Hi all, Dianne here. One of the many things on our to-do list while visiting the Olympic Peninsula was to take a ferry over to spend the day on nearby Whidbey Island. The main attraction (for us) was to do some awesome hiking, so our hiking buddies Bandido and Tequila came along with us.
We packed lunch and water for ourselves and the dogs, hopped in the car, and made our way to the Fort Townsend ferry dock.
Never having taken a ferry before, we simply drove up to the toll booth and paid our fare. The attendant asked if we had a reservation, but when we said no, she simply took our money and waved us into a waiting lane. Our timing was impeccable, because we practically drove right onto the ferry (meaning we were the last people aboard) and we were off.
I walked to the front of the ferry to snap a shot of Whidbey Island as we made our approach.
The trip to Whidbey Island took about a half hour. They very efficiently unloaded once we reached the dock and we were soon on our way, ready to explore.
This truly was one of the most unusual (and best) hikes we've ever taken. It starts off in an agricultural area (with beautiful views).
|That's Mount Baker in the background|
|It smelled SO GOOD!|
|Hey, Mom! Check out the View!|
Roger had me and the "kids" pose with a dead log on top of the bluff, with Puget Sound as a backdrop.
We followed along the high bluff for a while and then the trail made a steep decline down a sandy hill to the beach.
|Did I mention it was a tall bluff?|
By this time we had hiked almost five miles, and we still had two miles down the rocky beach to get back. (We hiked a longer version of this hike than most people do because of where we started it).
Oregon. They are narrow, with lots of rocks and downed trees that have washed ashore. We collected a few pretty and/or unusual beach rocks to add to our collection....
On the way back we also saw an eagle perched atop a dead tree scoping out the beach below.
Finally after making it two miles down the beach, we took the spur trail back to where our car was parked at Prairie Overlook. On the way we passed more beautiful agricultural areas...
By this time we were all starving. Roger and I were especially hungry, because the day after Kaia left we started a 7-day diet plan. (I'll explain more about that in our next blog update). There had been no trail mix, almonds, cheese, summer sausage, or other of our usual carry-along trail snacks, only water. All we had eaten this day so far were bananas and skim milk, and the days before that had been nothing but fruit and/or vegetables. Here's what we packed for lunch so that we could stay on our diet plan that day:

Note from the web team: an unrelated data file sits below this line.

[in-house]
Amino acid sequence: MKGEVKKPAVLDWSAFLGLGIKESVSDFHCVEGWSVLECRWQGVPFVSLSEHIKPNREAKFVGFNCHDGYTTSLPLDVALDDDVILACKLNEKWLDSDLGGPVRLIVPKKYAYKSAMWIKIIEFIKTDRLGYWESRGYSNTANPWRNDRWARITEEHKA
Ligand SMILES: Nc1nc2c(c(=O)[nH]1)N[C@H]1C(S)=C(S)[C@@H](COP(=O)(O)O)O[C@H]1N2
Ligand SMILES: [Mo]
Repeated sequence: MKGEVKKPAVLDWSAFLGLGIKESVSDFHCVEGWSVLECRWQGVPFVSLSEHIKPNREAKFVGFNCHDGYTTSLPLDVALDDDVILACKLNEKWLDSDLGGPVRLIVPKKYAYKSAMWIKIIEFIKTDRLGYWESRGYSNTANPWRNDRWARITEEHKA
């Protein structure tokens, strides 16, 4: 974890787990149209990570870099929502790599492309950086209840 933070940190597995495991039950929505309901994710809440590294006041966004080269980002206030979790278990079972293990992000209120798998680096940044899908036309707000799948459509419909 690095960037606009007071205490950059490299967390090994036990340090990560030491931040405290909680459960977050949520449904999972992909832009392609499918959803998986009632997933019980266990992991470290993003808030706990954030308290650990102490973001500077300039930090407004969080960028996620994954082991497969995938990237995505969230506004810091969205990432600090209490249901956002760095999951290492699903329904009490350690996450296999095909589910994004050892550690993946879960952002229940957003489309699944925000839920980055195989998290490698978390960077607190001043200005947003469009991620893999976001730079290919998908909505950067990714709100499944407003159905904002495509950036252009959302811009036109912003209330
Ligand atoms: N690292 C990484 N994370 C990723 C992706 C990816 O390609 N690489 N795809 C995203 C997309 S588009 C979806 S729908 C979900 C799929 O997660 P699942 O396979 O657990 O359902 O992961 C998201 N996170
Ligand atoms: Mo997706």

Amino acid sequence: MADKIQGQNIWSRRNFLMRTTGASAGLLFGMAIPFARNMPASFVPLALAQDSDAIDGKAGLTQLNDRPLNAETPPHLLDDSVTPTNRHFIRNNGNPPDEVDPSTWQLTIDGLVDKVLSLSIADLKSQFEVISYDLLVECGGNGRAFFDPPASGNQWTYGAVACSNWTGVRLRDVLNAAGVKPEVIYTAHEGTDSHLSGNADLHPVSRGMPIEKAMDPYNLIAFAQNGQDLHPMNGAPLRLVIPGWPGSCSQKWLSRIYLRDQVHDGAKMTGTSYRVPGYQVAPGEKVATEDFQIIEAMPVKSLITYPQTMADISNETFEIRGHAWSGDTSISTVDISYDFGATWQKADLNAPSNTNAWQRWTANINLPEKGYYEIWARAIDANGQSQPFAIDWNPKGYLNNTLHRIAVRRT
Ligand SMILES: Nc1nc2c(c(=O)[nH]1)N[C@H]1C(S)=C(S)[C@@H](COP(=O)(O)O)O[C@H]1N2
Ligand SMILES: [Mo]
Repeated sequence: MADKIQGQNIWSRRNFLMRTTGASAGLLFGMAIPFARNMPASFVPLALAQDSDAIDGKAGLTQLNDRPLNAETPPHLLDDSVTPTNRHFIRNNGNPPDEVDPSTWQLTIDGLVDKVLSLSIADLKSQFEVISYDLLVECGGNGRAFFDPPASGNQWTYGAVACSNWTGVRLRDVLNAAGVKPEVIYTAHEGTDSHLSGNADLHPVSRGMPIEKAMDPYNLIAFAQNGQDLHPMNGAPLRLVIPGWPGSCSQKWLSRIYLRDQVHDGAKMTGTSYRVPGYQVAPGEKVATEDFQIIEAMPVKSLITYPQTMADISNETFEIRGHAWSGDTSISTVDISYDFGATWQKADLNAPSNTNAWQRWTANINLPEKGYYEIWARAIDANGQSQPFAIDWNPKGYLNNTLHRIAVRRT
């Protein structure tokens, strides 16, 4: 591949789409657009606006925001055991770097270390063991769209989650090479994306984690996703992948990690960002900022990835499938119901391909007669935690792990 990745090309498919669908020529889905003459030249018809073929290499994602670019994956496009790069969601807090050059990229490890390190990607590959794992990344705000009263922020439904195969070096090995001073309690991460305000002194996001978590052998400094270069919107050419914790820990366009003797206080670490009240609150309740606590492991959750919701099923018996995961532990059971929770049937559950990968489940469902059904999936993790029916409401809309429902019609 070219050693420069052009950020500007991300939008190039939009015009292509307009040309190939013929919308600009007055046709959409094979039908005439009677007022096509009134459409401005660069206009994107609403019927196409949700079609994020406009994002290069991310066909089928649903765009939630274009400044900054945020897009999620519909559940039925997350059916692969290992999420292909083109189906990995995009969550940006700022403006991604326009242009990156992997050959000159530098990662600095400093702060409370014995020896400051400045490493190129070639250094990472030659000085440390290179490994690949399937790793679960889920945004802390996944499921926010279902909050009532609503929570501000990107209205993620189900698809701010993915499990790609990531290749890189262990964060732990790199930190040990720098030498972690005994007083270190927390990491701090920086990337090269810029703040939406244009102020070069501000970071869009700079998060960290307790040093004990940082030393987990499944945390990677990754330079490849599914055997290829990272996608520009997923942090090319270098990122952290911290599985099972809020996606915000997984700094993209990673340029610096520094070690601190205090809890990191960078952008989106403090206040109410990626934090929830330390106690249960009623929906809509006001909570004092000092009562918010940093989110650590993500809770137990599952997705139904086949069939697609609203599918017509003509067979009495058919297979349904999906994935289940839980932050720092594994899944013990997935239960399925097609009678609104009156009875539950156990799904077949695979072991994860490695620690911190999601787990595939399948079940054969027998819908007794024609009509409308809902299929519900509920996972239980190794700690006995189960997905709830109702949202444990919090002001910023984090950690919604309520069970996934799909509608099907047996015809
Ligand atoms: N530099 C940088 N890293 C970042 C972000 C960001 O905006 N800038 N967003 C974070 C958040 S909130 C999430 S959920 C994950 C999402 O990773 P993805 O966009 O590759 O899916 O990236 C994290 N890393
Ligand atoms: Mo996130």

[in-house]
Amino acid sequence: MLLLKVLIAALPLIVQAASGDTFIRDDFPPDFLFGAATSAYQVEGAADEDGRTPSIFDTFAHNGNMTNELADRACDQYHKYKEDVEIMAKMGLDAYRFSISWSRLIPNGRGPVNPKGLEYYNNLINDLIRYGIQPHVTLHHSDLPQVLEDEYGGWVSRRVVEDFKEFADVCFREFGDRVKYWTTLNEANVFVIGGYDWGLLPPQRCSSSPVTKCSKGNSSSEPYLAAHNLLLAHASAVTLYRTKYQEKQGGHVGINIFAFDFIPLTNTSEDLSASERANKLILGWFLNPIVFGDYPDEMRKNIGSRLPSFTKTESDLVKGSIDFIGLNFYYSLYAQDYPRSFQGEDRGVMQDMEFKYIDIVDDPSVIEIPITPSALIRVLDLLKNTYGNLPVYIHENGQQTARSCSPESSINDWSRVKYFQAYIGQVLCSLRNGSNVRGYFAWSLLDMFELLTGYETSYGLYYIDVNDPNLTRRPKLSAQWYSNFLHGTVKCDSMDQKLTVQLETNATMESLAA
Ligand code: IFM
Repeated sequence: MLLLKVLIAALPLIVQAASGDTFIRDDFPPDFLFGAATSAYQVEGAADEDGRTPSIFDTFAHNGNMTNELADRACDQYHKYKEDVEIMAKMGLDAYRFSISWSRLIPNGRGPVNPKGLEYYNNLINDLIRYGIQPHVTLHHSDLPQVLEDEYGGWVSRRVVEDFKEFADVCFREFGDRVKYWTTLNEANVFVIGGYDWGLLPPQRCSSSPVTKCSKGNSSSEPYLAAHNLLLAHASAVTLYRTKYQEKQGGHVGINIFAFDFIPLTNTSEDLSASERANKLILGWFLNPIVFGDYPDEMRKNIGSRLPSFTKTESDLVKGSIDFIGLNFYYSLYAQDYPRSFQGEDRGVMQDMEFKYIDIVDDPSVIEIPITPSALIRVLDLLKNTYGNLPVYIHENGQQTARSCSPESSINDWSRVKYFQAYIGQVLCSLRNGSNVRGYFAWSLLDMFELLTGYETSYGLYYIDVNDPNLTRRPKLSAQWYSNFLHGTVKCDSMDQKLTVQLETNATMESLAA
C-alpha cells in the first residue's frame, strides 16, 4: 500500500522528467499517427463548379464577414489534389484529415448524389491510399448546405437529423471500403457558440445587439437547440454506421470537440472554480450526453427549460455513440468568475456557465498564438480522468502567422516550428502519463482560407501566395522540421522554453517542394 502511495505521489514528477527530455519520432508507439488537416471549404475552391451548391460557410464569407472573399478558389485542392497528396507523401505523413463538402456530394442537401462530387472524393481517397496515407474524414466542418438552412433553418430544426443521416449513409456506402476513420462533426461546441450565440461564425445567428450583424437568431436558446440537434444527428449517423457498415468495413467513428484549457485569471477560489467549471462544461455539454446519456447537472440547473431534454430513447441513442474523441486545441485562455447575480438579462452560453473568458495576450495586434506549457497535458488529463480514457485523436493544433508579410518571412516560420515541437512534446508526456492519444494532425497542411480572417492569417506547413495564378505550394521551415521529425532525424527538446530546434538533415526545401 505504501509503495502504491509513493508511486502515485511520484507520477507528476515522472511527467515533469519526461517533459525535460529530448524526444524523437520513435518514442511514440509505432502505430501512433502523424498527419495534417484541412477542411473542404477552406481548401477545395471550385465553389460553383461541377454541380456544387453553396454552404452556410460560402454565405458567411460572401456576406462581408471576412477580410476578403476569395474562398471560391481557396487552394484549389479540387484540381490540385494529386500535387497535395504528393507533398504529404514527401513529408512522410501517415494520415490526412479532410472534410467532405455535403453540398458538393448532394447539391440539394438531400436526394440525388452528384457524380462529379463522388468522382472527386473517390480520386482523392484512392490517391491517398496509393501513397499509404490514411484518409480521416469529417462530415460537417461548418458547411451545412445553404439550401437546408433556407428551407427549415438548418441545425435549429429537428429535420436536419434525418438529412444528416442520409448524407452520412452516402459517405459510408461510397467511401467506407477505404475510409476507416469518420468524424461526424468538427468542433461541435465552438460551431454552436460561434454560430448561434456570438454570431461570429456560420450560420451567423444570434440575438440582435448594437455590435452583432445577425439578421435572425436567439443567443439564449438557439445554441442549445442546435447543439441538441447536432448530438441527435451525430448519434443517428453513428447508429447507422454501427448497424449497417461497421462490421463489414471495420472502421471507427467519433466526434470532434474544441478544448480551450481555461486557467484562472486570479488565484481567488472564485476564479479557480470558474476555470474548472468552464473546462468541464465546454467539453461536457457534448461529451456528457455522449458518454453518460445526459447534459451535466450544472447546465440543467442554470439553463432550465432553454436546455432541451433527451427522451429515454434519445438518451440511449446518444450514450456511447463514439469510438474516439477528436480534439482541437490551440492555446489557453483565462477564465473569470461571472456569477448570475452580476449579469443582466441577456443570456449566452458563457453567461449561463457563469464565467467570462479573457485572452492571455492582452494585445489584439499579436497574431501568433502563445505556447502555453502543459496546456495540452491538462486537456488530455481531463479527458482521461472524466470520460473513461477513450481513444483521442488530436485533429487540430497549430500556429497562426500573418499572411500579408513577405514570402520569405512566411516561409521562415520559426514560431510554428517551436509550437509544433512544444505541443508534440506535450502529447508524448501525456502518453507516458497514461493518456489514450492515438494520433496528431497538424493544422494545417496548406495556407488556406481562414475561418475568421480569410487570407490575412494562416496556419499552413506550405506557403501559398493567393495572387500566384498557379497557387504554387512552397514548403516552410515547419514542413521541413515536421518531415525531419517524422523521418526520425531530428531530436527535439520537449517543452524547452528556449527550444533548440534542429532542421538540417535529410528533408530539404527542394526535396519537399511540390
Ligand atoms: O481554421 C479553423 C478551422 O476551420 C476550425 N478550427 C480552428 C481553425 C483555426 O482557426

|Water, Vegetable Soup, and MORE bananas! |
We drove into a little town to get phone reception, and Roger called right away to make reservations.
After working his way through the phone tree, he finally got a person on the end of the line who informed him that the ferries were all sold out until 7:00. Needless to say, we booked it right away! We were so thankful that the young woman struck up a conversation with us, or who knows when we would have made it home.
Another "bucket list" item for me while in the Oregon/Washington area was to stop at one of the ubiquitous drive-through coffee shacks that seem to be everywhere in the Pacific Northwest.
So far this trip I hadn't made it to one. But with grumbling stomachs we decided to cheat a bit on our diet and have a skim latte. The barista was a perky little thing, and fixed us right up.
From there, we continued on to Coupeville to be sure to make it for our appointed ferry time. We were supposed to be in line 40 minutes ahead of the scheduled departure time. I made fun of Roger because, true to form, we arrived way early.
The procedure is to queue up in a special lane along the side of the road leading to the ferry terminal toll booth.
These cars in front of us had shown up early to try to get one of the few spots set aside for those without a reservation. When we got nearer to the toll booth and they asked if we had a reservation, we were plucked out of line and sent to the front of lane 1. What was really cool about that is that when it was time to drive onto the ferry, we had the primo spot in the front row, with a wide-open view of the crossing! The early bird really does get the worm. They even chocked our front wheels to make sure we didn't roll out the front during the trip if anything went wrong.We just leaned back and enjoyed the view!
The ferries allow cars, trucks towing boats, motor homes, and even semi tractor-trailers aboard, as you can see in this photo taken out my passenger window of the two lanes next to ours:
When we arrived back at the Fort Townsend ferry dock, all of the passengers who had walked aboard congregated in front of our cars so that they could walk off first. There was a group of motorcycles to our side who also got to disembark before the cars. It was interesting for us landlubbers to watch the whole procedure.
By the time we drove back to Sequim it was starting to get dark. The doggies were sacked out on their hammock in the back seat, and for a moment I thought we might have to carry them in like we used to carry our girls when they were small.
|We love to hike!|